As If I Did Not Work At All

Video here.

“Because I loved my work it was as if I did not work at all.”[1]  Words from Donald Hall, a modern American poet born and raised in Hamden, Connecticut—my hometown. When I finally decided to use this reading this morning and to use these words—as if I did not work at all—as a title for this sermon, I did so because they sum up for me what it means, or at least what I believe it feels like, to have a vocation. Vocation is our ministry theme for January, and this morning I want to explore this notion of working—often working very hard—and simultaneously feeling as if I did not work at all. Vocation, in short, is work to which we feel somehow called, work we are passionate about, work that gives us a sense purpose and meaning, work that meshes seamlessly with our gifts, talents and aspirations, work we love.

However, on this weekend when our nation celebrates the birth of the Rev. Dr. Martin Luther King, Jr. whose life work—whose vocation—was to provide a ministry of leadership to American movements for civil rights and economic justice, I think it would be an egregious oversight to come into any pulpit in the United States and preach a sermon entitled “As If I Did Not Work At All” without acknowledging that by most estimates there are 13 million people who literally aren’t working at all due to the long-term impact of the 2008 recession. And of course there are likely millions more who are currently able to work but have left the labor force altogether, frustrated, disheartened, demoralized. It feels somewhat awkward to speak about vocation when there are so many people who, due to circumstances beyond their control, are unable to find meaningful work at this time.

Having said that, the fact that so many people are out of work is also not a reason to avoid speaking about this theme.  In fact, in the midst of such high rates of unemployment it may be useful and even inspirational to talk about vocation. I suspect we’ve all heard stories over the past few years about people who lost jobs in the recession and used the ensuing period of unemployment as an opportunity to reinvent themselves: to start a new business, to go back to school, to get involved in civic organizations, to run for office, to care for aging parents. The list of ways we can reinvent ourselves is long. We have such stories in our congregation. When Sam Adlerstein lost his job he decided to start his own consulting business. He says, “I had always struggled with Finance as my vocation, not that I couldn’t do it well.  Rather, it was never a passion.  In fact, when I became a Certified Public Accountant, I didn’t even realize that I could connect work with my natural talents and passions.  That realization, better late than never, has now made a huge difference in my life.”

Priscilla Dutton lost a long-time job and decided to go back to school to pursue her dream of becoming a pastry chef. When I asked if I could mention her in this sermon she said “of course you can and I wish I could attend, but my new vocation is now my life and I’m loving it. I believe very strongly that I wouldn’t be so successful so quickly if I hadn’t followed my passion.” I remember walking into the UUS:E kitchen last spring to find Priscilla in the midst of baking some amazing dessert for our Annual Appeal kick-off dinner. She was covered head to toe with flour. She looked like a ghost. I thought, this person has found her calling. Sometimes losing a job opens a pathway to one’s vocation.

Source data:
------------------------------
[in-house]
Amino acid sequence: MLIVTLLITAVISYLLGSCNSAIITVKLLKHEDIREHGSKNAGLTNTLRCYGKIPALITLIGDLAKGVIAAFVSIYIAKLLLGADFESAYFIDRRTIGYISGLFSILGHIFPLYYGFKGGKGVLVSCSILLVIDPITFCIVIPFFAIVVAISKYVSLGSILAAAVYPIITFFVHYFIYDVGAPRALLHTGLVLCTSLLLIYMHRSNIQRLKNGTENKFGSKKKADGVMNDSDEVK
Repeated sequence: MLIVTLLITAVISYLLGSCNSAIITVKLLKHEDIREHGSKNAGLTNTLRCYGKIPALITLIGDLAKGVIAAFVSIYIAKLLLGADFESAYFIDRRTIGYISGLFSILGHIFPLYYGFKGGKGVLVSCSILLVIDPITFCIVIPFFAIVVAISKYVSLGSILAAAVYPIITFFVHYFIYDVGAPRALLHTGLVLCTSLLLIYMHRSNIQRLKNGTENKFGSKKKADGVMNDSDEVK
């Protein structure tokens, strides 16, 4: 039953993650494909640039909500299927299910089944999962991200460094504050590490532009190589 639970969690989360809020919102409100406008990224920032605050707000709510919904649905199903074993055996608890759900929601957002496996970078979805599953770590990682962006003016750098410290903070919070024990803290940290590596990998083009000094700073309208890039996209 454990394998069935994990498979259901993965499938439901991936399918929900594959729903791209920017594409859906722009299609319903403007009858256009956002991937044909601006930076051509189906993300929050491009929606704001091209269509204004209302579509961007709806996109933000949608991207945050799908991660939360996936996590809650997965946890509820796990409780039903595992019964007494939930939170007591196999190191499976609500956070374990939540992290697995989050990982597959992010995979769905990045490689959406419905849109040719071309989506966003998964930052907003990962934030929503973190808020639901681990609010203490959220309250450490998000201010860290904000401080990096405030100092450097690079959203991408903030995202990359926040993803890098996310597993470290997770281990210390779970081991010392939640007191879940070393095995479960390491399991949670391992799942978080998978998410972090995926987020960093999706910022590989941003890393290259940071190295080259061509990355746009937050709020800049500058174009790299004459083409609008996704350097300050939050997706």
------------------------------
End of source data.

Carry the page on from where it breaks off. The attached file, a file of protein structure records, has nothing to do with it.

But let’s also remember that one’s job—what one does to earn a living—and one’s vocation—how one pursues one’s passion—are not necessarily the same thing. In fact they’re often quite distinct. We don’t always earn a living through our vocation. Many of you have retired from careers and no longer earn a living through a job, but you still pursue a vocation—like writing, crafts, photography, tutoring, mentoring, social justice organizing and advocacy. And there are others of you who don’t work outside the home earning an income, yet you still pursue a vocation through artistic endeavors, activism and volunteering—including congregational leadership. Here’s another reading from Donald Hall that helps clarify this distinction between a job and a vocation. (Note in this passage he’s using the word work in the way I am using the word vocation.) He writes:

There are jobs, there are chores, and there is work. Reading proof is a chore; checking facts is a chore. When I edit for a magazine or a publisher, I do a job. When I taught school, the classroom fit none of these categories. I enjoyed teaching James Joyce and Thomas Wyatt too much to call it a job. The classroom was a lark because I got to show off, to read poems aloud, to help the young, and to praise authors or books that I loved. But teaching was not entirely larkish: Correcting piles of papers is tedious, even discouraging, because it tends to correct one’s sanguine notions about having altered the young minds arranged in the classroom’s rows. Reading papers was a chore—and after every ten papers, I might tell myself that I could take a break and read a Flannery O’Conner short story. But when I completed the whole pile, then I could reward myself with a real break: When I finished reading and correcting and grading and commenting on seventy-five essay-questions about a ben Jonson or a Tom Clark poem, then—as a reward—I could get to work.[2]